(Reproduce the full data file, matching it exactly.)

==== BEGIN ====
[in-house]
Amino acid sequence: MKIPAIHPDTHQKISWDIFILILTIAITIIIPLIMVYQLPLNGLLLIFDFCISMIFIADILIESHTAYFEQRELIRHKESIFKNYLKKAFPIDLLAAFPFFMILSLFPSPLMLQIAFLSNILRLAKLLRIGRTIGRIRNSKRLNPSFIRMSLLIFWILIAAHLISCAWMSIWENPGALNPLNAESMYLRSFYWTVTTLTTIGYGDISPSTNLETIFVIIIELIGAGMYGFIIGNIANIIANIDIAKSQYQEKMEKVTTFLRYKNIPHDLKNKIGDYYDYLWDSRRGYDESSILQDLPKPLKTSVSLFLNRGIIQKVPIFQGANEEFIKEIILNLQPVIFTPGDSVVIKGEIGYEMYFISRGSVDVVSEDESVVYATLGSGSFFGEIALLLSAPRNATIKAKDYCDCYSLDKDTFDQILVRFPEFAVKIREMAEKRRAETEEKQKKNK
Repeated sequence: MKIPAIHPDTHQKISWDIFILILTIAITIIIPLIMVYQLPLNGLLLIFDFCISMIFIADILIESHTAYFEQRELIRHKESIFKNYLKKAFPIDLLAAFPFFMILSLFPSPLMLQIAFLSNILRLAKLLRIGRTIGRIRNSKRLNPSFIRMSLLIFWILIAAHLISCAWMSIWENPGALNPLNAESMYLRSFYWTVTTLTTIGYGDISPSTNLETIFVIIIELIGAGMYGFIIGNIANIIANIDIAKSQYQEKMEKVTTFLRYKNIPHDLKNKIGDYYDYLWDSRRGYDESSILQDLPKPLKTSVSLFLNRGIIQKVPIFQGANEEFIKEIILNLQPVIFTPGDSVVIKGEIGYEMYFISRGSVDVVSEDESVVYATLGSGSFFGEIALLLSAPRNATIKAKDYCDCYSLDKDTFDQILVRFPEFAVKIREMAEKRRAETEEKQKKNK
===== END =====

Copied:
[in-house]
Amino acid sequence: MKIPAIHPDTHQKISWDIFILILTIAITIIIPLIMVYQLPLNGLLLIFDFCISMIFIADILIESHTAYFEQRELIRHKESIFKNYLKKAFPIDLLAAFPFFMILSLFPSPLMLQIAFLSNILRLAKLLRIGRTIGRIRNSKRLNPSFIRMSLLIFWILIAAHLISCAWMSIWENPGALNPLNAESMYLRSFYWTVTTLTTIGYGDISPSTNLETIFVIIIELIGAGMYGFIIGNIANIIANIDIAKSQYQEKMEKVTTFLRYKNIPHDLKNKIGDYYDYLWDSRRGYDESSILQDLPKPLKTSVSLFLNRGIIQKVPIFQGANEEFIKEIILNLQPVIFTPGDSVVIKGEIGYEMYFISRGSVDVVSEDESVVYATLGSGSFFGEIALLLSAPRNATIKAKDYCDCYSLDKDTFDQILVRFPEFAVKIREMAEKRRAETEEKQKKNK
Repeated sequence: MKIPAIHPDTHQKISWDIFILILTIAITIIIPLIMVYQLPLNGLLLIFDFCISMIFIADILIESHTAYFEQRELIRHKESIFKNYLKKAFPIDLLAAFPFFMILSLFPSPLMLQIAFLSNILRLAKLLRIGRTIGRIRNSKRLNPSFIRMSLLIFWILIAAHLISCAWMSIWENPGALNPLNAESMYLRSFYWTVTTLTTIGYGDISPSTNLETIFVIIIELIGAGMYGFIIGNIANIIANIDIAKSQYQEKMEKVTTFLRYKNIPHDLKNKIGDYYDYLWDSRRGYDESSILQDLPKPLKTSVSLFLNRGIIQKVPIFQGANEEFIKEIILNLQPVIFTPGDSVVIKGEIGYEMYFISRGSVDVVSEDESVVYATLGSGSFFGEIALLLSAPRNATIKAKDYCDCYSLDKDTFDQILVRFPEFAVKIREMAEKRRAETEEKQKKNK